Thursday, May 2, 2013 5:19 pm | By Christopher Elmiger
The issue of patent abuse is not a topic that traditionally garners much attention among those outside the technology industry, but a recent move in the U.S. House of Representatives has shone a spotlight on patent issues that has transcended beyond Capitol Hill and high-tech circles. Recognizing the impact patent abuses can have on both startups and consumers, the recently introduced SHIELD Act seeks to dissuade “patent trolls” from filing frivolous lawsuits that are a major drag on the legal system and on the technology industry.
Patent pools and the case of high license fees 4/4
Thursday, February 28, 2013 6:26 pm | By Christoph Elmiger
Patent pools offer licenses for technologies at a fair fee. This system seems like an effective solution until the patent begins to expire. That means the patents lose their power that brings the value, so the price should go down. But now some pools lock in licensors for long terms and the conditions don’t reflect the worth of the patents. For large corporations is it not a problem to pay these fees, but for small and medium sized startups they erect barriers.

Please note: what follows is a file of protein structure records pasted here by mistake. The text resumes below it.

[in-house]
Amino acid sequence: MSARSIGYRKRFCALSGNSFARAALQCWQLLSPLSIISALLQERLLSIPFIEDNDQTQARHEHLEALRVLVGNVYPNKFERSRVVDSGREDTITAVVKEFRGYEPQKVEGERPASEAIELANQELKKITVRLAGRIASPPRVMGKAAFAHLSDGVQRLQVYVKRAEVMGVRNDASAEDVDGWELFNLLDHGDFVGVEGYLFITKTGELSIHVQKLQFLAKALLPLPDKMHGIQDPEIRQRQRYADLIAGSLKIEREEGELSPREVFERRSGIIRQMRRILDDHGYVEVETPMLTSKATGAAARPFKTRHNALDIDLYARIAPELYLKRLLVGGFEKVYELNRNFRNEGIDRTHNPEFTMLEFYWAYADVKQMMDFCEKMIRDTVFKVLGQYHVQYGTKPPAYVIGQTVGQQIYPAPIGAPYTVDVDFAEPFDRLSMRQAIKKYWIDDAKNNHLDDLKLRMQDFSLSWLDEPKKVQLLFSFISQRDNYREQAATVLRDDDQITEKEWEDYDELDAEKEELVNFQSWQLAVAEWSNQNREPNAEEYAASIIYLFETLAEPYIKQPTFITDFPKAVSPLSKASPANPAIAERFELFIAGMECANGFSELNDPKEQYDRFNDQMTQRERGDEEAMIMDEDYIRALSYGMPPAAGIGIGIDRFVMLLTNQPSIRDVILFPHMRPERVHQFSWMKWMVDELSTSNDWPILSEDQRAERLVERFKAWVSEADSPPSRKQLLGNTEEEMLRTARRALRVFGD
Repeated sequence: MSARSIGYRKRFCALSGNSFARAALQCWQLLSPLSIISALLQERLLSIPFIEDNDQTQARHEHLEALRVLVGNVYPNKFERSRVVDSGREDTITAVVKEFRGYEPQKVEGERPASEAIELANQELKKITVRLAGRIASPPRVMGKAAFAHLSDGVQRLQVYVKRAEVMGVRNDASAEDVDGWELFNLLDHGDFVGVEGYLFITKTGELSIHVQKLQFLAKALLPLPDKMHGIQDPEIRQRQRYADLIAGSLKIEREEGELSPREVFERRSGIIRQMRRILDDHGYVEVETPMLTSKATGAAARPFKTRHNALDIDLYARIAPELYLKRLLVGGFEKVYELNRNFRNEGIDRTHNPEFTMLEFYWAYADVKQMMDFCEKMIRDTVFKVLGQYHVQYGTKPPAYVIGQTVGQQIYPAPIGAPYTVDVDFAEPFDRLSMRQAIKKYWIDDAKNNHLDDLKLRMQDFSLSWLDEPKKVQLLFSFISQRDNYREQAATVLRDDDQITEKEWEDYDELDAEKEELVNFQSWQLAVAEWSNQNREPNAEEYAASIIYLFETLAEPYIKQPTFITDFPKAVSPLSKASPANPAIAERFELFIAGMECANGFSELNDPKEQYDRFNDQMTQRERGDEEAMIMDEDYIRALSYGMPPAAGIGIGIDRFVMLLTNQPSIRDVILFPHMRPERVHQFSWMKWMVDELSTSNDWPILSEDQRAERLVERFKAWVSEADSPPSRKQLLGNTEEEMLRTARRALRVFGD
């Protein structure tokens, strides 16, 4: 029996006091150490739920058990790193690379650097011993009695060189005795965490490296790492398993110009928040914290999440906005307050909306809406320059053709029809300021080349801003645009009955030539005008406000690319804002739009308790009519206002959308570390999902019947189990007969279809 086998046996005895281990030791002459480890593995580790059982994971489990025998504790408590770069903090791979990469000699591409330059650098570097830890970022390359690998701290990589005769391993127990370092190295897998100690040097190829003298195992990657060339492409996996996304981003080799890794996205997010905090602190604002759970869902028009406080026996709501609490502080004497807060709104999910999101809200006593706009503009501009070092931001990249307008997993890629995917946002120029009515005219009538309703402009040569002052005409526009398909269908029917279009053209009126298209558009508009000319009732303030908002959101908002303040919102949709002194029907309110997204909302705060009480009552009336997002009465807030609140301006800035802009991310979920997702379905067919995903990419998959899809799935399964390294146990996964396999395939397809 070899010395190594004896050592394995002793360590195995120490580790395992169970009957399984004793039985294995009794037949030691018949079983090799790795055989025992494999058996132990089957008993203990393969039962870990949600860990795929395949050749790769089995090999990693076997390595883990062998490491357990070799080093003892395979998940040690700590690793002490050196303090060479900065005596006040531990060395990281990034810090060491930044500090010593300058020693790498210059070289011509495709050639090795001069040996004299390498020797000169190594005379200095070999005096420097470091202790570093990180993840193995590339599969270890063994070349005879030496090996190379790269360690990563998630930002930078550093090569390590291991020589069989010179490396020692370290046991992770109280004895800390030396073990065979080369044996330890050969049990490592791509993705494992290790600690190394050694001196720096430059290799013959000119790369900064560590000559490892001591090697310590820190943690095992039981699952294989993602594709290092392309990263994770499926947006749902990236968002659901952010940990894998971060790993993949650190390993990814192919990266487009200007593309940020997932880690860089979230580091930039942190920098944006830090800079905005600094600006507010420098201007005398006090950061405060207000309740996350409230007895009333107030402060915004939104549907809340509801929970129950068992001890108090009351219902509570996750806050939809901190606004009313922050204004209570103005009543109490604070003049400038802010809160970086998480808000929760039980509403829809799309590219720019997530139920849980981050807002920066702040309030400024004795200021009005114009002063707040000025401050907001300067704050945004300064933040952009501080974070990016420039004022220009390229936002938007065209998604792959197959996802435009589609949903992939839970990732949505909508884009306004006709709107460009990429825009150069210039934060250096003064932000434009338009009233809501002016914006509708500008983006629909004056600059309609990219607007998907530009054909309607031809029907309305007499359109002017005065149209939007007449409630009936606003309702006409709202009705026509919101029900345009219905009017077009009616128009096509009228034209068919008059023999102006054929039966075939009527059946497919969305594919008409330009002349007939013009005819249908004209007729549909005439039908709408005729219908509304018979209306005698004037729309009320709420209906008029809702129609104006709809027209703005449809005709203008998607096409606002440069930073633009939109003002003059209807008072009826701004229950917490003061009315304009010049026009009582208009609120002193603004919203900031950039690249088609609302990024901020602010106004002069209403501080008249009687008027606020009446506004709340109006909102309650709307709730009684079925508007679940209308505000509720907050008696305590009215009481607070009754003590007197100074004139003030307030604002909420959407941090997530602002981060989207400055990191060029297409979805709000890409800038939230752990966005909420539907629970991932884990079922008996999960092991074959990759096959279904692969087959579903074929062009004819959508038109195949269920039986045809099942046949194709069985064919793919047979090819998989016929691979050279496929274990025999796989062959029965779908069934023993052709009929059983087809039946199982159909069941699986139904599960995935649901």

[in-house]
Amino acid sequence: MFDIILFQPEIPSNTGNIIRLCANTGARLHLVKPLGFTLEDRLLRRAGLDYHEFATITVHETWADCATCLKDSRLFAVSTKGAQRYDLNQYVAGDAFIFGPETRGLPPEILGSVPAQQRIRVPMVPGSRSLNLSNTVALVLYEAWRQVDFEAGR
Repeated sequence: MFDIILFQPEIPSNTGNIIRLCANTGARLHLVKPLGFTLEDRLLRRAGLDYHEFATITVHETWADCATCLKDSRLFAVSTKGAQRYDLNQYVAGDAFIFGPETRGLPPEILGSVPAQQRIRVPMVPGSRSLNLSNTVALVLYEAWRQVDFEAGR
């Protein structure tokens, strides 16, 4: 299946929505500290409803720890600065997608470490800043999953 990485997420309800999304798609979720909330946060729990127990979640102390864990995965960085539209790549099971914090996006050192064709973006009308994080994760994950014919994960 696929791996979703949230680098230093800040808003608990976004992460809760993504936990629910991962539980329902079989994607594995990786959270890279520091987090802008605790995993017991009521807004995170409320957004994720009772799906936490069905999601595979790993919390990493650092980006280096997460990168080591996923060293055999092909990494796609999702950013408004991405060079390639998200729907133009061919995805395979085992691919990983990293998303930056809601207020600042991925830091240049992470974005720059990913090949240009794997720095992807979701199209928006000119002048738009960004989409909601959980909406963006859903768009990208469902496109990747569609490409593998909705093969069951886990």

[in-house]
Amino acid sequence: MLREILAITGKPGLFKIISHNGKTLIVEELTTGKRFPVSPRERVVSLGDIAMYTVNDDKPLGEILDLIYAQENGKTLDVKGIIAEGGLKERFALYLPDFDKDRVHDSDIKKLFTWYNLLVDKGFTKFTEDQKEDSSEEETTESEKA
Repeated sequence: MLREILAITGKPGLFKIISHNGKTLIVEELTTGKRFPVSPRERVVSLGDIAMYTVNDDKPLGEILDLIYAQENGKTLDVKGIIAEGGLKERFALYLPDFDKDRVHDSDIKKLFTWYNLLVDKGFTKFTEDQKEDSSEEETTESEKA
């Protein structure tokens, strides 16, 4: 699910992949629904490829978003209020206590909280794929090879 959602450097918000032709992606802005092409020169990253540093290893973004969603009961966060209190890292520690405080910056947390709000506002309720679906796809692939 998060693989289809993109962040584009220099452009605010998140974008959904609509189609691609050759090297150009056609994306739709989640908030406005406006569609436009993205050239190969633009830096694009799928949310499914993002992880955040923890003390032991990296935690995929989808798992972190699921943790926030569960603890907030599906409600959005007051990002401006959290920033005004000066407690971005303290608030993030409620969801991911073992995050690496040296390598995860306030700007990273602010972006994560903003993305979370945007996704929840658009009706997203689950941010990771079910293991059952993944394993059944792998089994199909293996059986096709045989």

Patent trolls against innovation and consumers 3/4
Monday, February 25, 2013 5:35 pm | By Christoph Elmiger
Patent trolls which start lawsuits mar the market,but these suits are not even shared on all patent classes. The study of James E. Bessen shows us that computer and communication patents account for seventy five percent of the lawsuits. In contrast, two percent of the suits involved chemical or drug patents. Software patents have been the major contributor to the recent explosion of lawsuits. With that in mind, what effect do these suits have on the market and, ultimately, the consumer? For starters, “Patent trolls have cost publicly traded defendants $500 billion since 1990.”